Google has released an emergency Chrome security update to address a zero-day vulnerability targeted by an exploit, already in circulation on the internet, that can allow malicious code to be executed.
Google is urging users to upgrade Chrome to the new version, 112.0.5615.121, as soon as possible. The updated version addresses the vulnerability, which affects Windows, Mac, and Linux systems, and is listed as CVE-2023-2033 in the US' National Vulnerability Database.
Meanwhile, the update will roll out in the coming weeks on Google's stable desktop channel, the company said.
"Google is aware that an exploit for CVE-2023-2033 exists in the wild," Google said in a statement on April 14.
NIST, the US Commerce Dept. agency that runs the National Vulnerability Database, went further in its CVE description about the vulnerability. “Type confusion in V8 in Google Chrome prior to 112.0.5615.121 allowed a remote attacker to potentially exploit heap corruption via a crafted HTML page,” NIST said.
Google is yet to release complete details on the vulnerability. “Access to bug details and links may be kept restricted until a majority of users are updated with a fix,” Google said in the statement.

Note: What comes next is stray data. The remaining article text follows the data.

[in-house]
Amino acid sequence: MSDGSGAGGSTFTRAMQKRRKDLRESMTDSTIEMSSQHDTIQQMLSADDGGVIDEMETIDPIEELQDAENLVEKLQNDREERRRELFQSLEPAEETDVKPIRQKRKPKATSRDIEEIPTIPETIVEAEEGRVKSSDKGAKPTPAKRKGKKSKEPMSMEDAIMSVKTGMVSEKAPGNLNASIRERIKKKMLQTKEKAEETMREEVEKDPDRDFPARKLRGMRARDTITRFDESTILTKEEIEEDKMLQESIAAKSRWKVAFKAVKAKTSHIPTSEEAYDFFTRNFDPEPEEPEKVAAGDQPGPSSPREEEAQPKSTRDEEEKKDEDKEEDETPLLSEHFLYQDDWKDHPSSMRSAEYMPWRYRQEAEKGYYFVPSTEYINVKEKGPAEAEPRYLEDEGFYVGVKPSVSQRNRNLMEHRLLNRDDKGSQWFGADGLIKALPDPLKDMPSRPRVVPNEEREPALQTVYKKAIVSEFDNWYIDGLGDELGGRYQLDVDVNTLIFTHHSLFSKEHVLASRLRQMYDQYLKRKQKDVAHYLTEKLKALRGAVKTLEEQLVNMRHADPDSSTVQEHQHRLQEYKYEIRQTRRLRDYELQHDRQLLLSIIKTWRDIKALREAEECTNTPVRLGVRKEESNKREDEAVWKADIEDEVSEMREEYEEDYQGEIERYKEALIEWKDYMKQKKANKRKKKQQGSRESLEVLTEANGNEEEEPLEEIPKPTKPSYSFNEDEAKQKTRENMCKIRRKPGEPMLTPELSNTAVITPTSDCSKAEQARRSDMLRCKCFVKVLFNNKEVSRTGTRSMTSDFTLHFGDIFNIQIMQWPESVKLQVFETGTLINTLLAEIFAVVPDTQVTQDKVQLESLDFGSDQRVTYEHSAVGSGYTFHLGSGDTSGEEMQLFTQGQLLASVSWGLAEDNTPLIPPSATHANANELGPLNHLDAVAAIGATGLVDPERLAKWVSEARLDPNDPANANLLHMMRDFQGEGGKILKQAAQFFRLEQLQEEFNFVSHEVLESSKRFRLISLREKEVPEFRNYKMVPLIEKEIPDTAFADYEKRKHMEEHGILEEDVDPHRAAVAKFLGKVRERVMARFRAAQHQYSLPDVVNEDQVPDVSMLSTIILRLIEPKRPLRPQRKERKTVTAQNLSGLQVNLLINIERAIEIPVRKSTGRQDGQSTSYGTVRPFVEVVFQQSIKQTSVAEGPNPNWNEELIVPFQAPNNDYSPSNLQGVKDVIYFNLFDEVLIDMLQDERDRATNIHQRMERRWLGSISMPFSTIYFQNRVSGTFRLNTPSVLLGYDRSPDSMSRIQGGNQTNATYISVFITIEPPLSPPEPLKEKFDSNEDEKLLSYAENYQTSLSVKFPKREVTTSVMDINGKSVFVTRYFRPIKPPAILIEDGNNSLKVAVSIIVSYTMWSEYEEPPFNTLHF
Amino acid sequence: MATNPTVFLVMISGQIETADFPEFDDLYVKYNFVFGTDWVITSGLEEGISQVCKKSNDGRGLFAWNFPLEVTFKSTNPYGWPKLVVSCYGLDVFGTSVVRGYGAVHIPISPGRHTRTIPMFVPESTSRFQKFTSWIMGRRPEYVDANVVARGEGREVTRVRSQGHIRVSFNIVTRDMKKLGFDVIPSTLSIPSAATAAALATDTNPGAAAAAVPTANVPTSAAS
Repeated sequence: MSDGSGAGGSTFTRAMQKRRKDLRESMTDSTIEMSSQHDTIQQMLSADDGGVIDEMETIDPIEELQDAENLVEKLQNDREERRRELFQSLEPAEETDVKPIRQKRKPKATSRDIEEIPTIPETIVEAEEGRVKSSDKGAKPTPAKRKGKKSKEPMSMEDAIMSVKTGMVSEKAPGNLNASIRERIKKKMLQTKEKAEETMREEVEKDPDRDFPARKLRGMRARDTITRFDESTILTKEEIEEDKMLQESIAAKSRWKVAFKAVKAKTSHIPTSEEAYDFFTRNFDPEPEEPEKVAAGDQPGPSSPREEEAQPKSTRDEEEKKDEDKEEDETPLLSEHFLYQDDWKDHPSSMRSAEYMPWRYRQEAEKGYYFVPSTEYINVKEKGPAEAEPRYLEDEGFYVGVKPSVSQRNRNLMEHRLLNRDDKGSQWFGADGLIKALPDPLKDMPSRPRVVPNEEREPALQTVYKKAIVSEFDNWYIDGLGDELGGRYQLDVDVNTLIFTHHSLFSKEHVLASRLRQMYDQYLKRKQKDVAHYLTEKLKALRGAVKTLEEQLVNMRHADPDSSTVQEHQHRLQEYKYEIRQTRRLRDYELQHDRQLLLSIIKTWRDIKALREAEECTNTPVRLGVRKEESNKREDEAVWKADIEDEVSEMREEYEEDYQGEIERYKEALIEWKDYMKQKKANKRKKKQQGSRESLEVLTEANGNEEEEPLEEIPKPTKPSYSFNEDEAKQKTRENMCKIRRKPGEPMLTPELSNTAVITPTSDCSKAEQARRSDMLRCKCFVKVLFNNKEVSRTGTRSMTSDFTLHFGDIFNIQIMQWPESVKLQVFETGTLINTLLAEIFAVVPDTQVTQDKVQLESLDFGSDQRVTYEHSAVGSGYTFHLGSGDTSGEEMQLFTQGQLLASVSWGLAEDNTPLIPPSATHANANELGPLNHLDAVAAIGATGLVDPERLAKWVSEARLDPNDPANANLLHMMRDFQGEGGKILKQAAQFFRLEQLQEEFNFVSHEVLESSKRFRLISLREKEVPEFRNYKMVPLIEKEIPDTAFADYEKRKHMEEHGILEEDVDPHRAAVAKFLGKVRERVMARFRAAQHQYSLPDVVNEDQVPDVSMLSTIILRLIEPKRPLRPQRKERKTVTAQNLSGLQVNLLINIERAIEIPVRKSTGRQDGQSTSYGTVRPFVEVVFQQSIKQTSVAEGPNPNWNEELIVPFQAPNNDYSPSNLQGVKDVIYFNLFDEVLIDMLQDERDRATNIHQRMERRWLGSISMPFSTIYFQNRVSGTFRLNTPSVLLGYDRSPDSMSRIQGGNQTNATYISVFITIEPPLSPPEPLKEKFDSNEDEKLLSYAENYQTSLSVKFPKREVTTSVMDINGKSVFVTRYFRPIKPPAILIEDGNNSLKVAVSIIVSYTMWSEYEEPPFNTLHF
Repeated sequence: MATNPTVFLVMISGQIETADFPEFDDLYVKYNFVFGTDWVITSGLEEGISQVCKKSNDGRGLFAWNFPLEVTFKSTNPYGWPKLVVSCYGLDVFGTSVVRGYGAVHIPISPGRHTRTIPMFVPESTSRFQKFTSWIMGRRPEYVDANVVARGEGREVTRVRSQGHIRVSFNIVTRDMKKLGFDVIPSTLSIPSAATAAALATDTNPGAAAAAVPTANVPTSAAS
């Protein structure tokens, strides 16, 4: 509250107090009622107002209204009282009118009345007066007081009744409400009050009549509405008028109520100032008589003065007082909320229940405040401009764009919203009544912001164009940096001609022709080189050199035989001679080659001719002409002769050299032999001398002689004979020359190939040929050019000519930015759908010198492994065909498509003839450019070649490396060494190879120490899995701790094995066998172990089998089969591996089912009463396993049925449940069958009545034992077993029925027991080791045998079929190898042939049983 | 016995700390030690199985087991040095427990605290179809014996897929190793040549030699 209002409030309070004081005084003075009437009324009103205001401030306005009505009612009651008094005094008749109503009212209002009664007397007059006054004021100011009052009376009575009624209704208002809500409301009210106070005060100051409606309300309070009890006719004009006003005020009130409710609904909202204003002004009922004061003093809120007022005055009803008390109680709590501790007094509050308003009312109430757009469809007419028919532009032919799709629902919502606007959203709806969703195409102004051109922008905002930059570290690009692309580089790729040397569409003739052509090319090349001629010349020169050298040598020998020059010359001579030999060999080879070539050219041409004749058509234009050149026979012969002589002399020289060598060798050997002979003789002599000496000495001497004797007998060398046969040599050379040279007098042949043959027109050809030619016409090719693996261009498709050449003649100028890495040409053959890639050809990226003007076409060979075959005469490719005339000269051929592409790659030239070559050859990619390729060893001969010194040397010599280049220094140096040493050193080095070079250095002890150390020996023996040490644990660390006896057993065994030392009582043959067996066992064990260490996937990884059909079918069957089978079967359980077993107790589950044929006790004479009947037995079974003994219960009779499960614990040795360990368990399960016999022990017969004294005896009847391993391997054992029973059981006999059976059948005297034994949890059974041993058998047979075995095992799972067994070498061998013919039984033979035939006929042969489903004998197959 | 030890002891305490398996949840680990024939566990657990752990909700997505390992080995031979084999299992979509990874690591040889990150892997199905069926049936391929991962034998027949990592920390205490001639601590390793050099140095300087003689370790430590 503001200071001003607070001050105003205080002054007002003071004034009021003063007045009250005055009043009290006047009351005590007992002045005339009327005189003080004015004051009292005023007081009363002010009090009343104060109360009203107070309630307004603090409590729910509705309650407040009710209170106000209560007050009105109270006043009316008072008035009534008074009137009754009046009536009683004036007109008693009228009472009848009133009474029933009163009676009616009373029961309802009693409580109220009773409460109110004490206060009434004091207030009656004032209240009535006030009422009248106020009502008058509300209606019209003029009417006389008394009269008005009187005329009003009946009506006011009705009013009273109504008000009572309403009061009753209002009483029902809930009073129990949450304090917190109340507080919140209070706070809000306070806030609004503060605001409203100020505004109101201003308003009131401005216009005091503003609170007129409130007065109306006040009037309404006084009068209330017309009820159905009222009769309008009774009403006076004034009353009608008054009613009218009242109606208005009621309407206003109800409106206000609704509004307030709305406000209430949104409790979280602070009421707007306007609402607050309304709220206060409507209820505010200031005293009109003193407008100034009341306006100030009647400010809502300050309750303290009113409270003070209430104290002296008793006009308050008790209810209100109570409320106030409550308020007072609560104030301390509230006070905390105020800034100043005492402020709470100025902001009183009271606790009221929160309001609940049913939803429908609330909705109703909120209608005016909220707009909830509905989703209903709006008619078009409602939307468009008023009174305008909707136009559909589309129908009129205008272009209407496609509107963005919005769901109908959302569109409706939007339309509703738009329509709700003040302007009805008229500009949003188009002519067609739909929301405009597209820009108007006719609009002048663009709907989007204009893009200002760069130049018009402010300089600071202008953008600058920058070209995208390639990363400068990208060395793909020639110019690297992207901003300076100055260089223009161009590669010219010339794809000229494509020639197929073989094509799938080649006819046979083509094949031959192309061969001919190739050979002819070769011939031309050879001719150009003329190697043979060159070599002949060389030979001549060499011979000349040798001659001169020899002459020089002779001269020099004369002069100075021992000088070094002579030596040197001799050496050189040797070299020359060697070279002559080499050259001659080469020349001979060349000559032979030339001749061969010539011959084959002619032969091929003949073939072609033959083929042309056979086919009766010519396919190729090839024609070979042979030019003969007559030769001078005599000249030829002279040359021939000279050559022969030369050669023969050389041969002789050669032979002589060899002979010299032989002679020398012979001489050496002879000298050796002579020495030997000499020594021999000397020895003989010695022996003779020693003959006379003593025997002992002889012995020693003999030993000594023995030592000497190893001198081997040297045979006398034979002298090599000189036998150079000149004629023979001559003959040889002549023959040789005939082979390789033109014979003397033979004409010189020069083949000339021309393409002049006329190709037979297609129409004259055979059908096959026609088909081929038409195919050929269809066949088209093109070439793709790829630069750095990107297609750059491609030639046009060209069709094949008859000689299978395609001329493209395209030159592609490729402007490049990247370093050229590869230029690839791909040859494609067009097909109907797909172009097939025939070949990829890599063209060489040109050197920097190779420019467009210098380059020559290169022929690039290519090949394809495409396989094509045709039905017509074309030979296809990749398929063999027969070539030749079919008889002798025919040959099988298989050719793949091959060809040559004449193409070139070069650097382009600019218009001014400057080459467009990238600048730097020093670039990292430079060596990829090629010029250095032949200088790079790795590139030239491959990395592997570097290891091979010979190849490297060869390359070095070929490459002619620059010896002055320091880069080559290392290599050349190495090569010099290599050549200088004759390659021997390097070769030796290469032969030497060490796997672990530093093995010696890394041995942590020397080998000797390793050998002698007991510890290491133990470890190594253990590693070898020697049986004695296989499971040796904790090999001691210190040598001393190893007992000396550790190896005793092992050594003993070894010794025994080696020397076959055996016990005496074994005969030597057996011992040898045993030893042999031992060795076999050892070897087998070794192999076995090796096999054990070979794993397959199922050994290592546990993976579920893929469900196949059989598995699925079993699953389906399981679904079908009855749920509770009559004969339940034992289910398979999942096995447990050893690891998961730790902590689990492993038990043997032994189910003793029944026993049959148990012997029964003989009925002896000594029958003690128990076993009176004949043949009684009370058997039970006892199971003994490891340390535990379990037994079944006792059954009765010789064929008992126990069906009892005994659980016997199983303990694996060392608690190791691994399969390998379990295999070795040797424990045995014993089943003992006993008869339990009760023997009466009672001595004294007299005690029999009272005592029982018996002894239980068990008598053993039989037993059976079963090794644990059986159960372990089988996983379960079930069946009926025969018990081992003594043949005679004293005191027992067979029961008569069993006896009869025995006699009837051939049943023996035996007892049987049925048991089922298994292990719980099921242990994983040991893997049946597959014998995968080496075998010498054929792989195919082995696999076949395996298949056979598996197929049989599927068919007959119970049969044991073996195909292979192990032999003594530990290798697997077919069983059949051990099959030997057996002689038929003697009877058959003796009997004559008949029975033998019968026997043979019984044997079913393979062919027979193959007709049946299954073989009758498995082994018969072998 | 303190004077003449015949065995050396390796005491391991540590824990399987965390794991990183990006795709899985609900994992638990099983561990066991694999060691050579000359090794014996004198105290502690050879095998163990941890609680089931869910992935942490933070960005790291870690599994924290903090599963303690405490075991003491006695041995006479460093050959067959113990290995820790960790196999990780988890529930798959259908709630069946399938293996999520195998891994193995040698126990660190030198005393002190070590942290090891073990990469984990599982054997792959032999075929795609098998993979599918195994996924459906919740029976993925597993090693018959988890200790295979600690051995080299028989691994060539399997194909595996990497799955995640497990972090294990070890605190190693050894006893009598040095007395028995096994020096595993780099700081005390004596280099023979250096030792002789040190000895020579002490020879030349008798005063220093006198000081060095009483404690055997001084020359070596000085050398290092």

How to update Chrome
To update Chrome, users need to click the overflow menu on the right side of the menu bar and then go to Help and About Google Chrome. Chrome will check for browser updates and, by default, automatically update the browser. Once updated, users need to restart the browser.
Clement Lecigne of Google's Threat Analysis Group identified the vulnerability and reported the issue on April 11. In addition to fixing CVE-2023-2033, the Chrome update also fixes a variety of issues detected during internal audits and other initiatives, the company said.
This is the first zero-day vulnerability reported in Chrome this year. In December, Google released an update for Chrome after a different type confusion vulnerability in V8 was identified.
A type confusion error occurs when a program uses one type of method to allocate or initialise a resource but uses another method to access that resource, leading to an out-of-bounds memory access, according to cybersecurity firm NSFocus, in an alert it sent about Chrome's December update. "By convincing a user to visit a specially crafted Web site, a remote attacker could ultimately achieve arbitrary code execution or cause a denial of service on the system," NSFocus said.
Last year, 9 zero-day vulnerabilities were identified in Chrome.
In 2022, the number of known open source vulnerabilities rose by 4% from 2021, according to a report by Synopsys. At least one known open source vulnerability was detected in 84% of all commercial and proprietary code bases examined by researchers, and 48% of all code bases analysed contained high-risk vulnerabilities